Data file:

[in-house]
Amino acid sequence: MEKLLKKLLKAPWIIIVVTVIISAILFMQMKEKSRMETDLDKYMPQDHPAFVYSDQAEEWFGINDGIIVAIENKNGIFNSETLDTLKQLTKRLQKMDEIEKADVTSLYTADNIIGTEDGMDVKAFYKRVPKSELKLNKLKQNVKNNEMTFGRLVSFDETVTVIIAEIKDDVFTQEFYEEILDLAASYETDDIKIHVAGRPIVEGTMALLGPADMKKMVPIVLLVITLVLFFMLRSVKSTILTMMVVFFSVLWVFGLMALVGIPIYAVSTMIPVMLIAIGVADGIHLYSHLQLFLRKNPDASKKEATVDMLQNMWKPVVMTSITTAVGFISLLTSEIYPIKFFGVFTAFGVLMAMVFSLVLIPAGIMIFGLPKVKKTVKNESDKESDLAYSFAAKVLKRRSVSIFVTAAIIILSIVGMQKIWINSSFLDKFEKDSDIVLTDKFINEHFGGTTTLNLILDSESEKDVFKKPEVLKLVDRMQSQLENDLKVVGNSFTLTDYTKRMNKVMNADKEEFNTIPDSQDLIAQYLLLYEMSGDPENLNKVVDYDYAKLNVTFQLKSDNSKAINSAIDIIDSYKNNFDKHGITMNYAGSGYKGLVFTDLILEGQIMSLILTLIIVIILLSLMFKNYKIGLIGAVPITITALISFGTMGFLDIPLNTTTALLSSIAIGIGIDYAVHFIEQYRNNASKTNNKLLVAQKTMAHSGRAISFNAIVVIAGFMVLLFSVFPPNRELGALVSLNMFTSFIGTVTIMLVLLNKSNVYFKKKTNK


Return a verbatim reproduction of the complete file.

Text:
[in-house]
Amino acid sequence: MEKLLKKLLKAPWIIIVVTVIISAILFMQMKEKSRMETDLDKYMPQDHPAFVYSDQAEEWFGINDGIIVAIENKNGIFNSETLDTLKQLTKRLQKMDEIEKADVTSLYTADNIIGTEDGMDVKAFYKRVPKSELKLNKLKQNVKNNEMTFGRLVSFDETVTVIIAEIKDDVFTQEFYEEILDLAASYETDDIKIHVAGRPIVEGTMALLGPADMKKMVPIVLLVITLVLFFMLRSVKSTILTMMVVFFSVLWVFGLMALVGIPIYAVSTMIPVMLIAIGVADGIHLYSHLQLFLRKNPDASKKEATVDMLQNMWKPVVMTSITTAVGFISLLTSEIYPIKFFGVFTAFGVLMAMVFSLVLIPAGIMIFGLPKVKKTVKNESDKESDLAYSFAAKVLKRRSVSIFVTAAIIILSIVGMQKIWINSSFLDKFEKDSDIVLTDKFINEHFGGTTTLNLILDSESEKDVFKKPEVLKLVDRMQSQLENDLKVVGNSFTLTDYTKRMNKVMNADKEEFNTIPDSQDLIAQYLLLYEMSGDPENLNKVVDYDYAKLNVTFQLKSDNSKAINSAIDIIDSYKNNFDKHGITMNYAGSGYKGLVFTDLILEGQIMSLILTLIIVIILLSLMFKNYKIGLIGAVPITITALISFGTMGFLDIPLNTTTALLSSIAIGIGIDYAVHFIEQYRNNASKTNNKLLVAQKTMAHSGRAISFNAIVVIAGFMVLLFSVFPPNRELGALVSLNMFTSFIGTVTIMLVLLNKSNVYFKKKTNK